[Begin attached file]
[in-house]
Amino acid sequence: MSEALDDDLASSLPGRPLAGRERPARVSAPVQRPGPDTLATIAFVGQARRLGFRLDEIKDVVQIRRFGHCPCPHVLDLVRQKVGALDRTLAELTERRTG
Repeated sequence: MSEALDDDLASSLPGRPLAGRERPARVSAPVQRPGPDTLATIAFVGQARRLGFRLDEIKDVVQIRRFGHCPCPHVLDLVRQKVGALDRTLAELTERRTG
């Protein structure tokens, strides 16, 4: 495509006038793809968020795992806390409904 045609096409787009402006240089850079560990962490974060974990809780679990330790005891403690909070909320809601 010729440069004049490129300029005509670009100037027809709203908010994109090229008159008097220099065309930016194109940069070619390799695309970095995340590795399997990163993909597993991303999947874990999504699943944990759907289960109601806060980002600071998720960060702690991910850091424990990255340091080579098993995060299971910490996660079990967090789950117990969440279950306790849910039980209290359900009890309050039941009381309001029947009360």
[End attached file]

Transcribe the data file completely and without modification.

[in-house]
Amino acid sequence: MSEALDDDLASSLPGRPLAGRERPARVSAPVQRPGPDTLATIAFVGQARRLGFRLDEIKDVVQIRRFGHCPCPHVLDLVRQKVGALDRTLAELTERRTG
Repeated sequence: MSEALDDDLASSLPGRPLAGRERPARVSAPVQRPGPDTLATIAFVGQARRLGFRLDEIKDVVQIRRFGHCPCPHVLDLVRQKVGALDRTLAELTERRTG
């Protein structure tokens, strides 16, 4: 495509006038793809968020795992806390409904 045609096409787009402006240089850079560990962490974060974990809780679990330790005891403690909070909320809601 010729440069004049490129300029005509670009100037027809709203908010994109090229008159008097220099065309930016194109940069070619390799695309970095995340590795399997990163993909597993991303999947874990999504699943944990759907289960109601806060980002600071998720960060702690991910850091424990990255340091080579098993995060299971910490996660079990967090789950117990969440279950306790849910039980209290359900009890309050039941009381309001029947009360």